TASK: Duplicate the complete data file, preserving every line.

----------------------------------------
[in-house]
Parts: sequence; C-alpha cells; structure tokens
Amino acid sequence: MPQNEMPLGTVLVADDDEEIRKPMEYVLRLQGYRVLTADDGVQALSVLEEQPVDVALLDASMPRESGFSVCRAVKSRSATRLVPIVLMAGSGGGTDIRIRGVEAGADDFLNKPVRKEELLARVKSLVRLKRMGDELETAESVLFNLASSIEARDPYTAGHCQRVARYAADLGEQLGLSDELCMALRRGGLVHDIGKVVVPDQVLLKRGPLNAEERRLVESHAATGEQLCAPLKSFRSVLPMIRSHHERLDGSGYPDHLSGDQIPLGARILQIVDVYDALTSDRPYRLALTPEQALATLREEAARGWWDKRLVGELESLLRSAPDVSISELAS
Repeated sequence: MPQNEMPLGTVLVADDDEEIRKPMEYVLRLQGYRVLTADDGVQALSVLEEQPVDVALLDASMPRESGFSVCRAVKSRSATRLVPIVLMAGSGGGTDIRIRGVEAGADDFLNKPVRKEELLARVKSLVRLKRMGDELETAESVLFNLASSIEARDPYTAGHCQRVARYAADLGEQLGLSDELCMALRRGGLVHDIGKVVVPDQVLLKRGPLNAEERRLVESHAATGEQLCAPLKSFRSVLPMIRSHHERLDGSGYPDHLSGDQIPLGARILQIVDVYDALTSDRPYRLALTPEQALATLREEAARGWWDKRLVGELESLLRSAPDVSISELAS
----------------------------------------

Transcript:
[in-house]
Parts: sequence; C-alpha cells; structure tokens
Amino acid sequence: MPQNEMPLGTVLVADDDEEIRKPMEYVLRLQGYRVLTADDGVQALSVLEEQPVDVALLDASMPRESGFSVCRAVKSRSATRLVPIVLMAGSGGGTDIRIRGVEAGADDFLNKPVRKEELLARVKSLVRLKRMGDELETAESVLFNLASSIEARDPYTAGHCQRVARYAADLGEQLGLSDELCMALRRGGLVHDIGKVVVPDQVLLKRGPLNAEERRLVESHAATGEQLCAPLKSFRSVLPMIRSHHERLDGSGYPDHLSGDQIPLGARILQIVDVYDALTSDRPYRLALTPEQALATLREEAARGWWDKRLVGELESLLRSAPDVSISELAS
Repeated sequence: MPQNEMPLGTVLVADDDEEIRKPMEYVLRLQGYRVLTADDGVQALSVLEEQPVDVALLDASMPRESGFSVCRAVKSRSATRLVPIVLMAGSGGGTDIRIRGVEAGADDFLNKPVRKEELLARVKSLVRLKRMGDELETAESVLFNLASSIEARDPYTAGHCQRVARYAADLGEQLGLSDELCMALRRGGLVHDIGKVVVPDQVLLKRGPLNAEERRLVESHAATGEQLCAPLKSFRSVLPMIRSHHERLDGSGYPDHLSGDQIPLGARILQIVDVYDALTSDRPYRLALTPEQALATLREEAARGWWDKRLVGELESLLRSAPDVSISELAS